03 Apr Using sport to develop commitment and discipline
Mike Bandar, co-founder of Turn Partners, is a serial entrepreneur and has been successful in wide range of ventures. Bandar possesses many of the traits deemed important for entrepreneurship and was interviewed on the Clever Tykes podcast to discuss his childhood and upbringing. One of the things we’ve highlighted in his interview is something we’ve mentioned on the Clever Tykes blog before; how sport can help kids develop valuable attributes.
How sport develops commitment and discipline
One of the key influences on Bandar’s personal development was participating in sport whilst growing up. He explains how swimming during his childhood taught him the meaning of commitment and discipline, which has served him incredibly well as an entrepreneur.
“Throughout my whole childhood, my parents always ensured my brother and I had at least two active hobbies or sports.
“We generally had one staple that we would regularly practice and improve, for the most part this was swimming. We would swim five times a week with a mix of early morning and evening sessions. Ultimately we both swam competitively in national competitions.”
Having this kind of commitment to something outside schooling is incredibly valuable for a child, but only if it’s something they’re bought into. Bandar would never describe his parents as “pushy”, it was always down to him to make the decision.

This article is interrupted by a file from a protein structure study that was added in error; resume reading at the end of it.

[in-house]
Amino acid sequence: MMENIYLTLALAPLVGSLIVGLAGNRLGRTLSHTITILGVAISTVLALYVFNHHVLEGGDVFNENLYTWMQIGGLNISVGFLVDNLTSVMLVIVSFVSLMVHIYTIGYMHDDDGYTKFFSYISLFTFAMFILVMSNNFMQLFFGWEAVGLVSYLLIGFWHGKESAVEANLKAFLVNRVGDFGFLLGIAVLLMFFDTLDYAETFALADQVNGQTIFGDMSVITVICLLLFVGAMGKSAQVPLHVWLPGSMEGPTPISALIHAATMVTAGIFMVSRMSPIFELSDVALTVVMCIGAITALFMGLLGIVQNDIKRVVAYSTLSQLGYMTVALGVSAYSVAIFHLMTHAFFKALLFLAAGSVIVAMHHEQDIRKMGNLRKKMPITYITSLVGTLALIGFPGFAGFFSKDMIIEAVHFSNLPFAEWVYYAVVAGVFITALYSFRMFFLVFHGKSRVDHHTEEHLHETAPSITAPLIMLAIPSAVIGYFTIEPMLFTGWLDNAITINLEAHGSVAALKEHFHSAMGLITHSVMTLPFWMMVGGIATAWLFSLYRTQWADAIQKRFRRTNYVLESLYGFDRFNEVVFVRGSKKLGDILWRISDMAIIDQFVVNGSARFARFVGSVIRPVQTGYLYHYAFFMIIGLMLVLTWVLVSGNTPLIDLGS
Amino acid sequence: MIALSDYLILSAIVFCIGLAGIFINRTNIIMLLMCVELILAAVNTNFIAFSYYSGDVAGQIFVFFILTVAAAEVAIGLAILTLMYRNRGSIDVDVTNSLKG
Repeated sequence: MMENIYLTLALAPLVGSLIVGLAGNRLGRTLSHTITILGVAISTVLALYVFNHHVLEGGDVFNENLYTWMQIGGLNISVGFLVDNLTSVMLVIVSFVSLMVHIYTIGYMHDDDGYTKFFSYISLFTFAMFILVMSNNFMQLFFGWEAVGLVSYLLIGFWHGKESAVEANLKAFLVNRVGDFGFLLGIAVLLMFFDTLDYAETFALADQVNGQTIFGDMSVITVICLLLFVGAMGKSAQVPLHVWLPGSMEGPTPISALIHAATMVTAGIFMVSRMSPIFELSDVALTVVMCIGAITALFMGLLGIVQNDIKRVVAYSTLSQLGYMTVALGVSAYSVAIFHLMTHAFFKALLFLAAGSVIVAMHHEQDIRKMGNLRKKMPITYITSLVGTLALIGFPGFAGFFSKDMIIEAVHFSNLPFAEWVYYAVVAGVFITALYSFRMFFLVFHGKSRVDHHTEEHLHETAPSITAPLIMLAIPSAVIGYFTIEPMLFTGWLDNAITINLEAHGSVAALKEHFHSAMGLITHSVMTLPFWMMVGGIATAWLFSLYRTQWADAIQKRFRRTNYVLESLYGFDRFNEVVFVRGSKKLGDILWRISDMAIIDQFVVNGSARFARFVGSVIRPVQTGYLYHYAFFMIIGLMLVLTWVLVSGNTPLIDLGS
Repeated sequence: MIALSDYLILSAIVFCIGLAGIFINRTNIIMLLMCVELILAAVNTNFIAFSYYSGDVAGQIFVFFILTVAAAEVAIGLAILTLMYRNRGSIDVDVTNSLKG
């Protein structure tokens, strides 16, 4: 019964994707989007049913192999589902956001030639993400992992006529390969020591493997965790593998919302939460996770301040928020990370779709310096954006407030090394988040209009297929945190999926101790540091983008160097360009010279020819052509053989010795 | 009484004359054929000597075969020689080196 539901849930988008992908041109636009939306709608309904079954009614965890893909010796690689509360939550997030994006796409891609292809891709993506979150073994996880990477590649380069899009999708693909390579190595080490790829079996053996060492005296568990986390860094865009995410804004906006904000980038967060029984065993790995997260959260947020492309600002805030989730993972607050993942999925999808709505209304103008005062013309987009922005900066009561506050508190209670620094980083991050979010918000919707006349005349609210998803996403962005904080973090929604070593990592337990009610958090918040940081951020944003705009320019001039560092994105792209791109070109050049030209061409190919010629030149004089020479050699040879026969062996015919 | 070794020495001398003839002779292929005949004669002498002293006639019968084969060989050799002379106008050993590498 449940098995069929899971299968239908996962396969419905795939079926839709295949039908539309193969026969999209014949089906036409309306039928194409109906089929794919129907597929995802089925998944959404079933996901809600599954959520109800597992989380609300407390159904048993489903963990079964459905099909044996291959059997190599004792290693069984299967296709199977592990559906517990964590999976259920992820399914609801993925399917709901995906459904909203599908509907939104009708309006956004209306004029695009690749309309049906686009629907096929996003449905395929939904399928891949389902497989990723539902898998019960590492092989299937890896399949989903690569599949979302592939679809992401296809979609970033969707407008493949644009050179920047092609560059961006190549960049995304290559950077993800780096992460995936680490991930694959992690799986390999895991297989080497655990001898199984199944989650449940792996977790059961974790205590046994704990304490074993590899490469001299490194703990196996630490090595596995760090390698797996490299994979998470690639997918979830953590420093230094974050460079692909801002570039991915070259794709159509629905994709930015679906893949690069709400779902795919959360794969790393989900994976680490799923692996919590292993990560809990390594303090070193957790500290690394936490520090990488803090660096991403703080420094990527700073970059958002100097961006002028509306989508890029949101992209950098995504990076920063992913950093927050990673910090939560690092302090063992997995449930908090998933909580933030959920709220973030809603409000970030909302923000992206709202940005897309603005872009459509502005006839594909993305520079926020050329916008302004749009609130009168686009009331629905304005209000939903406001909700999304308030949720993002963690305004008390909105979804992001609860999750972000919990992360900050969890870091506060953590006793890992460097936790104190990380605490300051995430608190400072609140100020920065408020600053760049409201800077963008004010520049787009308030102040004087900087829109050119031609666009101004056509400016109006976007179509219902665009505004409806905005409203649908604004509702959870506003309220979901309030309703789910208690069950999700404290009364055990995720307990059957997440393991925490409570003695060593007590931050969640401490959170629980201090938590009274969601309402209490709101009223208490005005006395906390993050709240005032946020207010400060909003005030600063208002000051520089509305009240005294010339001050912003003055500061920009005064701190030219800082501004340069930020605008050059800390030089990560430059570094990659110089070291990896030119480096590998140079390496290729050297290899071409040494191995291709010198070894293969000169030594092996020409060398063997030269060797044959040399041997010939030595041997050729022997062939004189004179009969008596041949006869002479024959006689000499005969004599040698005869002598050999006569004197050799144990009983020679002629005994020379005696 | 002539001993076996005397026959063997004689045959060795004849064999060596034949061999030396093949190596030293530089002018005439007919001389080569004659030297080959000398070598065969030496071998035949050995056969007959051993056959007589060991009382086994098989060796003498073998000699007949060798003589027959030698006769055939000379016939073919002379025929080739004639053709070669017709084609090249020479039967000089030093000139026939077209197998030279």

“Although we were strongly encouraged to swim, it was never enforced. I specifically remember conversations where we were encouraged to think about what we enjoyed about swimming and consider the implications of not training, as well as think about what we might like to do instead of training that morning or evening.
“In hindsight, this was great exposure to the benefits of commitment and discipline as well as the costs of inaction.”
We’ve highlighted sport as an excellent device for building resilience and developing perseverance in kids amongst other things. Another one of the guests on the Clever Tykes podcast, Paul Faulkner, described how sport enabled him to better deal with changing schools frequently as a young child.
Making better choices – the cost of inaction
‘The cost of inaction” is a powerful insight to be given at a young age. It’s not as simple as “going swimming or not”; it’s about the person you’re becoming. Will they choose to improve yourself or let their skills and fitness level regress? It’s also about actively choosing how else they can spend that time productively.
When someone wakes up and doesn’t want to go to school, or for a walk, or to see that friend, what if the conversation that followed was specifically around what they wanted to do instead? Trade-offs; where to spend time, energy or resources, are a normal part of an entrepreneur’s day so gaining these perspectives early is invaluable.
What we choose not to do can provide as many lessons as what we do, and the cost of inaction is an important lesson otherwise difficult to teach.
Another example of a successful entrepreneur using sport to develop their character is Nike founder, Phil Knight, whose experience as a runner gave him both the technical insight and the resilience to become one of the world’s richest men.